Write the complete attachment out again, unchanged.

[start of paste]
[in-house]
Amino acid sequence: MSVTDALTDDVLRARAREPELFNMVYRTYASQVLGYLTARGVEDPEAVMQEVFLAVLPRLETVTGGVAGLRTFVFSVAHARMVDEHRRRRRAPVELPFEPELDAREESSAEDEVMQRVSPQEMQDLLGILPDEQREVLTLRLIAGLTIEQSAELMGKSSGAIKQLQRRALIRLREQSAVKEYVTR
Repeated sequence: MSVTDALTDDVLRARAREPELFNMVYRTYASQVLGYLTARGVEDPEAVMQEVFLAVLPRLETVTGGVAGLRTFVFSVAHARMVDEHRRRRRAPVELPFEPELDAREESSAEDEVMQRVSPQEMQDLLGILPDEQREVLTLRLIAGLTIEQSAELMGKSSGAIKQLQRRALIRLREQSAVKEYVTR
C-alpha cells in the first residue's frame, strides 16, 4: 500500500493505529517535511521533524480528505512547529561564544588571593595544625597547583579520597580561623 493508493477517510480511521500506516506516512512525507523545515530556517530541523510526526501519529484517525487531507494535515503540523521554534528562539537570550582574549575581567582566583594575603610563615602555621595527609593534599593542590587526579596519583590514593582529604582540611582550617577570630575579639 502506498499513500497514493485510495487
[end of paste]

[in-house]
Amino acid sequence: MSVTDALTDDVLRARAREPELFNMVYRTYASQVLGYLTARGVEDPEAVMQEVFLAVLPRLETVTGGVAGLRTFVFSVAHARMVDEHRRRRRAPVELPFEPELDAREESSAEDEVMQRVSPQEMQDLLGILPDEQREVLTLRLIAGLTIEQSAELMGKSSGAIKQLQRRALIRLREQSAVKEYVTR
Repeated sequence: MSVTDALTDDVLRARAREPELFNMVYRTYASQVLGYLTARGVEDPEAVMQEVFLAVLPRLETVTGGVAGLRTFVFSVAHARMVDEHRRRRRAPVELPFEPELDAREESSAEDEVMQRVSPQEMQDLLGILPDEQREVLTLRLIAGLTIEQSAELMGKSSGAIKQLQRRALIRLREQSAVKEYVTR
C-alpha cells in the first residue's frame, strides 16, 4: 500500500493505529517535511521533524480528505512547529561564544588571593595544625597547583579520597580561623 493508493477517510480511521500506516506516512512525507523545515530556517530541523510526526501519529484517525487531507494535515503540523521554534528562539537570550582574549575581567582566583594575603610563615602555621595527609593534599593542590587526579596519583590514593582529604582540611582550617577570630575579639 502506498499513500497514493485510495487